Clever scams on
rise this season
Local experts issue consumer reminders
November 14, 2007
TRI-CITY AREA — Vigilance is necessary all year, but the last thing anyone wants around the holidays is to be scammed out of their hard earned money.
That why members of the Lapeer County Financial Institution Alert Team (FIAT) wanted to go on record with another round of warnings for local residents.
With every passing day, there is a new, creative type of scam that requires everyone to be vigilant.
"They all have the same goal, just with a little different twist each time," Prosecutor Byron Konschuh said during last week's (Nov. 7) FIAT meeting.
False lottery winnings, counterfeit travelers cheques, people posing as bank officials and the list goes on.
Unfortunately, with more and more people feeling the crunch on their pocketbooks, the offers that come in their mailbox or inbox are all the more tempting.
"Often the people responding to these offers are in bad financial shape already," Carol Yugorowski of Lapeer County Bank and Trust said.
Probably the best mindset to keep is, "if it's too good to be true, it is," Jackie Schriber of Capac State Bank said.
Regardless of the situation, there's never any reason to give out your bank account information or Social Security number to an unsolicited phone call, letter or email.
Again, be suspicious of any questionable check. Banks report that their customers have lost money in a variety of ways, typically when they've deposited a fake check and had to return some of the money to the check's issuer.
Yugorowski refers to a customer who sold his Xbox online for $250. When the buyer's cashier's check arrived for $2,500, the man claimed the bank messed up and asked the seller to send back the $2,250. The check never cleared and he was out more than $2,000.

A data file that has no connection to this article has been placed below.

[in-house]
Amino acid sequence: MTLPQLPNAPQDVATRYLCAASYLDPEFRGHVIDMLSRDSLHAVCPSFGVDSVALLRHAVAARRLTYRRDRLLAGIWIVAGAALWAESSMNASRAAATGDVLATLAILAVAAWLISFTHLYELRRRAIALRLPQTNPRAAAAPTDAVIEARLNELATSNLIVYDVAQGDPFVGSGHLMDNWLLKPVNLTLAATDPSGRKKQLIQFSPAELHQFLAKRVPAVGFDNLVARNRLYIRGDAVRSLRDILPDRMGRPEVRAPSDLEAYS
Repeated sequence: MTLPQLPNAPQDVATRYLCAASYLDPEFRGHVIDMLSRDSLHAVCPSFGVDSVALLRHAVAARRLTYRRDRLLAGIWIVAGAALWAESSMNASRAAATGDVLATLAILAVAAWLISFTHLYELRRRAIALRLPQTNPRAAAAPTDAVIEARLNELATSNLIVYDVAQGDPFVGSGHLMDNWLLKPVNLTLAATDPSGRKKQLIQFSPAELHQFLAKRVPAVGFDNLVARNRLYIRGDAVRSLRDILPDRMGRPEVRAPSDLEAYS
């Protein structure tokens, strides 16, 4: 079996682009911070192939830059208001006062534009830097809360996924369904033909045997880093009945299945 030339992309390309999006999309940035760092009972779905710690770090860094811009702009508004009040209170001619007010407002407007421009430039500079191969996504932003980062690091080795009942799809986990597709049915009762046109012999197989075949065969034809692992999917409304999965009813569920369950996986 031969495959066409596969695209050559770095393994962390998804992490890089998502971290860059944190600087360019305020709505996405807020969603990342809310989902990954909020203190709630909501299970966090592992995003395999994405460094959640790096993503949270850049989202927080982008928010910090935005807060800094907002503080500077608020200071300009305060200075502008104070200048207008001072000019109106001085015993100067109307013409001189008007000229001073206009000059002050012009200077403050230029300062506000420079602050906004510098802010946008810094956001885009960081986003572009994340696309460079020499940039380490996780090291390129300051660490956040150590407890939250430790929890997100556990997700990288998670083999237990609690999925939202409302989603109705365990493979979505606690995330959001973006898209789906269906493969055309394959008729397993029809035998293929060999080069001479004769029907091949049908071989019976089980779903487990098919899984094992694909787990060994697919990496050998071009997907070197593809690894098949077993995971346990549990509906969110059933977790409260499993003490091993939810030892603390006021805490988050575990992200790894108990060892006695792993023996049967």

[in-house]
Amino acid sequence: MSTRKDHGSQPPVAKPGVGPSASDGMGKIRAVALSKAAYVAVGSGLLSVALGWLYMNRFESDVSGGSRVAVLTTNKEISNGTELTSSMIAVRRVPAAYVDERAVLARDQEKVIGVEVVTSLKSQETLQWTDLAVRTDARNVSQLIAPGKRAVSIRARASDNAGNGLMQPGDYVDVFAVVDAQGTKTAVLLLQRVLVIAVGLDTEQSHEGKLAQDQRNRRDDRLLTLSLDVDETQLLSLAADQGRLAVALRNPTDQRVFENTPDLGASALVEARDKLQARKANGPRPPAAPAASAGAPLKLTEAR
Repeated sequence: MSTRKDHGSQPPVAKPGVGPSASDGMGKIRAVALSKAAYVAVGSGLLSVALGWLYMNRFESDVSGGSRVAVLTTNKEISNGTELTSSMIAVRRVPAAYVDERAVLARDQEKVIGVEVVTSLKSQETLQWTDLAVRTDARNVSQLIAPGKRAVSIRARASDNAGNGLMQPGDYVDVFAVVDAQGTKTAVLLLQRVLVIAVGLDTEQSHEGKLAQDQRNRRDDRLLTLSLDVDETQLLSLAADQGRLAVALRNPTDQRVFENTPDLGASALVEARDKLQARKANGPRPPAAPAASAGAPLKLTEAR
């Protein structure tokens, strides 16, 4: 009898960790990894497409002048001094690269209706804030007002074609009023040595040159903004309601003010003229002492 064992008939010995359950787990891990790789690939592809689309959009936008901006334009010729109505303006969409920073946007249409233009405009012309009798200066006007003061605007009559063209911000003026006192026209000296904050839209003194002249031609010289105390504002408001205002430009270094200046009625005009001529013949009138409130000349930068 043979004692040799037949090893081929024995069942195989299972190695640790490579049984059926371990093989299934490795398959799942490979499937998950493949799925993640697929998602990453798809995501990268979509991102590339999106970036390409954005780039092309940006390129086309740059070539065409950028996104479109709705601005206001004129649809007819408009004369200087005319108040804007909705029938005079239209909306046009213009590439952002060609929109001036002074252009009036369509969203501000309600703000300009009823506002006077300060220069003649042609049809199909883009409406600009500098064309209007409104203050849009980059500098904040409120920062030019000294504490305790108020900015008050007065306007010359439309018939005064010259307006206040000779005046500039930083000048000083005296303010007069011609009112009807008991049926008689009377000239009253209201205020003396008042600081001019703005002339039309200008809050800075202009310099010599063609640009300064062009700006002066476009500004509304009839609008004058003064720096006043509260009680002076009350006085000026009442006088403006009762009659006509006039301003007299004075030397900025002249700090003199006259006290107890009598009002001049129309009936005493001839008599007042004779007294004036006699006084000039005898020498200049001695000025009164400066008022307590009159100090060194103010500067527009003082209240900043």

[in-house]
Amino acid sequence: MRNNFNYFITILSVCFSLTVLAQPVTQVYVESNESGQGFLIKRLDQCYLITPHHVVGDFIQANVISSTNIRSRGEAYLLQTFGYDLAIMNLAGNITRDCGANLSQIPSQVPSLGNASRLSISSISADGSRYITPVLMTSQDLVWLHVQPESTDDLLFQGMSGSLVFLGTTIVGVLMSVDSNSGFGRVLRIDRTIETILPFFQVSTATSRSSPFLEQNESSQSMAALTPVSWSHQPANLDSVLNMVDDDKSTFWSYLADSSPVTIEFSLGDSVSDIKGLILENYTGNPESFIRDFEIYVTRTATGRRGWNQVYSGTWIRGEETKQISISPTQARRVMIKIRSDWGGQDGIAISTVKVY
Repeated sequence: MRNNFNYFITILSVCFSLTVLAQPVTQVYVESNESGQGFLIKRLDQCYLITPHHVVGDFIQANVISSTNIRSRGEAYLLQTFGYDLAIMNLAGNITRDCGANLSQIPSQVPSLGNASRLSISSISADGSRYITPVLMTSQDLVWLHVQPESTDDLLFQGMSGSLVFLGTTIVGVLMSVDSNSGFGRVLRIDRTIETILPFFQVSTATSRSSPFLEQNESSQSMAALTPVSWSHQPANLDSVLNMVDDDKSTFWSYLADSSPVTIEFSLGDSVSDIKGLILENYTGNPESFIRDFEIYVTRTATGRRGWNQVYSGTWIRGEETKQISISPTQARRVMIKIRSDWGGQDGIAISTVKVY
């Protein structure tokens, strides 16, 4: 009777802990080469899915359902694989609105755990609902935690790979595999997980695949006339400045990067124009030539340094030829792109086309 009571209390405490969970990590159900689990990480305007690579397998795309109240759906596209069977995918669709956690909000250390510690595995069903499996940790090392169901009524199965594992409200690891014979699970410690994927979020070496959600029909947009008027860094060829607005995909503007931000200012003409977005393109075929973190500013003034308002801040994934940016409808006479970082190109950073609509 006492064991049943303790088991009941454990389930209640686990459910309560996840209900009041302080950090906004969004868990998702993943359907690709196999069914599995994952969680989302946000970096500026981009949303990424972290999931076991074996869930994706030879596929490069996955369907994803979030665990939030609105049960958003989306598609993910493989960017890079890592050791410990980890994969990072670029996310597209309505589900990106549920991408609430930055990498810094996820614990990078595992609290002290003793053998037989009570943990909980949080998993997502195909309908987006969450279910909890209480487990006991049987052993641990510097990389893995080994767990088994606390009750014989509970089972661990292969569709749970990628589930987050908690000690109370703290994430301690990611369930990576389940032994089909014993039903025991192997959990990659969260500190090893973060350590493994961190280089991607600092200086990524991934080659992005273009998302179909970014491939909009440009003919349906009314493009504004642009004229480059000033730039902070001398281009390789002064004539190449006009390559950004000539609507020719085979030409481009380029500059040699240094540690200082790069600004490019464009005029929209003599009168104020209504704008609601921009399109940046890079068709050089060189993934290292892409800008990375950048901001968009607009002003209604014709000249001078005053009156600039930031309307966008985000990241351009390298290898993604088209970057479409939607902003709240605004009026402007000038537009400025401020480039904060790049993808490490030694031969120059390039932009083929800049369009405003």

The same goes for lotteries who send cashier's checks, saying the winner can use the funds to wire an insurance fee. Again, a false claim that can put the victim out several thousands of dollars.
Besides, Det. Mark Reaves of the Michigan State Police said, it's illegal for anyone to participate in a lottery outside of the United States.
Sadly, the scammers are going so far as to pose as bank officials or identity theft detectives claiming they want to help protect your information.
"Your bank will never call or email you asking for your account number, etc. They have that information (already)," Yugorowski said.
In addition to doling out advice to customers, local banks have had to keep a close eye on scams directed at them.
The Michigan State Police Lapeer post is currently investigating a payroll counterfeit check scam that hit Lapeer County Bank and Trust's Imlay City office. Recently, a group of transients, impersonating migrant workers, successfully cashed a number of fake checks created to look like those from a local company.
"This was a big group and they also hit some merchants," Ygorowski said.
"Someone had to have had a real check to make (the fake ones) look that good."
But within a matter of hours after cashing those checks, they had left town.
Sgt. Mark Reaves said he continues to monitor similar reports coming out of other Michigan communities. Anyone with information on the Imlay City incident is asked to contact Reaves at the state police post at 664-2905.
Contact Maria Brown at
firstname.lastname@example.org or 810-724-2615.